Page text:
Readers letters, July 2009

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Hostess with the most stress!

Sir,

Doug Nye’s piece in the May issue brought back some vivid and often happy memories. I worked for John Webb during 1961, basically running his Webbair operation. As such, I usually flew on the planes as the official Webbair hostie, and I was the unfortunate young woman nominally in charge for the notorious flight to Syracuse for the Grand Prix, to which Doug refers. He is quite right: Innes Ireland organised the passengers to form a group and run from one end of the plane to the other, jumping up and down each time the group assembled. He does not write that the unknowing pilot, working overtime at the trim controls, was in fact Jack Brabham.

The teams and hangers-on had lots of fun in other ways. In the small aircraft, such as the Heron and Dove, the wing spar created a hurdle in mid-aisle, which I had to walk over. This walk became a climb when they put baggage all over it. Reprimands did little good, but one way to calm the lads down and get them seated was to grant them a kiss and a cuddle (see John Surtees above!). Once peace was regained I would arrange a competition to occupy their active minds and bodies. They were each handed a car kit to build and see who could do so fastest. The über-competitive Stirling Moss usually won, as he did in so many races.

There are many other stories, such as when the pilot did a U-turn at Tours and all the booze spilled out of the locker. And how you could see cows in the meadows near Le Mans through the gaps round the doors of the DC3. But I never heard it called “Webbscare”, perhaps through selective deafness. We were all fearless in those early days of the ’60s. But then they all went off and got their own aircraft.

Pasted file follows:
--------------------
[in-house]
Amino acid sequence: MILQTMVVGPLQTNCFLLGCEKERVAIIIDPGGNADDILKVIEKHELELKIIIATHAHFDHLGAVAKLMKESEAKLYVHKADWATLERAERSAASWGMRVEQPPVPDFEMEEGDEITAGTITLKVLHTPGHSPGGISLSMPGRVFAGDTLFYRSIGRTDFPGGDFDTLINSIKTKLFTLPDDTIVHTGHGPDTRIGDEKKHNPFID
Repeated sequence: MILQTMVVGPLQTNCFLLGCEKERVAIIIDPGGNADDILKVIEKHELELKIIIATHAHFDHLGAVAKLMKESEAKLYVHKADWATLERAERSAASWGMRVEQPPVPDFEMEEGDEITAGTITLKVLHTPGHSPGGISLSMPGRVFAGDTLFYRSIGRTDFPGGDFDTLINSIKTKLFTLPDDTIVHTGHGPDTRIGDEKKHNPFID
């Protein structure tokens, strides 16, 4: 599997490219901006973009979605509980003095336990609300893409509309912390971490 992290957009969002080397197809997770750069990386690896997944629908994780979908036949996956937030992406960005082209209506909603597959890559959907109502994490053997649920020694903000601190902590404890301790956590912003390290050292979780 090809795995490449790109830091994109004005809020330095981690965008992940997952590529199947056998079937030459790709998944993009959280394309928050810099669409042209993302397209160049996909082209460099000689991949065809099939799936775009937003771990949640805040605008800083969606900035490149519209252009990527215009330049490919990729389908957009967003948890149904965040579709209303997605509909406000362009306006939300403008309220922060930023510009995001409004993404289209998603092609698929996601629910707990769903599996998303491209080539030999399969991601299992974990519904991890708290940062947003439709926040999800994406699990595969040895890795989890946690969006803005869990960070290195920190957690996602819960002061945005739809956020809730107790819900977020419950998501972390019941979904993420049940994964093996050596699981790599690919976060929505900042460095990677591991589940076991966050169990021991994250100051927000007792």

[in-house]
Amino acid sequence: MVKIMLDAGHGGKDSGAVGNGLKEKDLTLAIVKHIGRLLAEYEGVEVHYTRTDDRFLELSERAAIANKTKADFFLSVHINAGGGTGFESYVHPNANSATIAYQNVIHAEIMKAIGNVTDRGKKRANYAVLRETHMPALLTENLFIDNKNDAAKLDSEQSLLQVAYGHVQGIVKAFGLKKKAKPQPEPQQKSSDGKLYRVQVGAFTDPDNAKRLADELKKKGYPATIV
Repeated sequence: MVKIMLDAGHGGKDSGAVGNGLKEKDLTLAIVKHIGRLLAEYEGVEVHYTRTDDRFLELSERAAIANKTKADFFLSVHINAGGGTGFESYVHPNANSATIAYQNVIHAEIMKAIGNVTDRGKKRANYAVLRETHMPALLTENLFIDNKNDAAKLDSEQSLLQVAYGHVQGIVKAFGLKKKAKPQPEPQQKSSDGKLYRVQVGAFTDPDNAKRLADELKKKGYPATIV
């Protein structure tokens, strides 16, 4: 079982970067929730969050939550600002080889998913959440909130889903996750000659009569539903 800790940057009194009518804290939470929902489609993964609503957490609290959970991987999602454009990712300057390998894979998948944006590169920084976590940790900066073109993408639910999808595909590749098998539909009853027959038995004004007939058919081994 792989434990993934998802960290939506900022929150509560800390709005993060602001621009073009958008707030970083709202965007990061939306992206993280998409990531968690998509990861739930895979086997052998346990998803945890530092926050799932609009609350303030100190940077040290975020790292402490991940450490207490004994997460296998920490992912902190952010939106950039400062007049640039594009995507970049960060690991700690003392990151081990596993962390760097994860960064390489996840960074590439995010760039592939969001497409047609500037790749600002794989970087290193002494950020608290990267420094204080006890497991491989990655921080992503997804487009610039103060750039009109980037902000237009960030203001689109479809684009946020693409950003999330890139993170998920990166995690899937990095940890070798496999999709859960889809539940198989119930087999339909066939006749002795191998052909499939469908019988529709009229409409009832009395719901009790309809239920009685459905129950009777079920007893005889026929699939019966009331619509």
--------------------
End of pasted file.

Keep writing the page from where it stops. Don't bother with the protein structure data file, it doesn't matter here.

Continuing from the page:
Norma Henderson, Church Point, Sydney, Australia

Debate rolls on

Sir,

John Roberts (Letters, June) wonders if Jenks got the idea for his famous Mille Miglia map roller from the Royal Aircraft Establishment’s wartime ‘Dam Buster’ system.

To be fair, I don’t think that Jenkinson ever claimed to have invented the map-roller, and I seem to recall reading somewhere that John Fitch (a fellow member of the Mercedes-Benz squad) had previously used a similar device.

More importantly, a proprietary model was already on the market and had been promoted to the specialist press. A description and illustration of the ‘Hamilton Route-Finder’ appeared in Autosport in December 1953. Did Motor Sport also receive a sample for evaluation?

Anyway, regardless of its precise origin, the map roller was far from novel, and most rally navigators must surely have been aware of the concept by 1955.

David Landers, Morpeth, Northumberland

Winding back history

Sir,

Following John Roberts’s suggestion regarding the origins of the roller map used by Moss and Jenks on the Mille Miglia, I feel I can add to this debate.

As Mr Roberts said, a large part of their 1955 success has always been attributed to the famous ‘roller map’ in which Jenks kept pace notes for the entire course. They completed two recces to develop their pace notes and Jenks later reported in Motor Sport: “By now our details of the route were perfected and I wrote them all down on a special sheet of paper 18 feet in length. Moss had an alloy case made, on the map roller system, and for our final practice I employed this machine.”

It’s interesting that Jenks refers to ‘the map roller system’ as though it was a well-known tool. It therefore wasn’t too much of a surprise when I saw a piece in The Times entitled “Early sat-nav”. It featured a roller map named ‘the Plus Four Wristlet Route Indicator’ and, as the name suggests, it is a ‘worn on the wrist’ roller map system. What surprised me was the date – 1927!

So, it wasn’t a new idea in 1955, nor in ’43 as suggested by Mr Roberts. Jenks also mentioned discussions in 1954 at Monza with John Fitch, who gave him the idea of making the second person in the car less of a co-driver or mechanic and more of a navigator. Fitch was offered a drive in the 1955 Mille Miglia but only(!) in a gull-wing 300SL GT class car as opposed to the outright racing 300SLR. When Moss was offered the 300SLR drive he called Jenks to ask if he would join him. Jenks was encouraged by Fitch to, “Join him and take our system with you”. And so, it seems, it may not have been Jenks’s brainchild at all. It might not have been Fitch’s either, but between them they came up with a system for beating the Italians on home soil.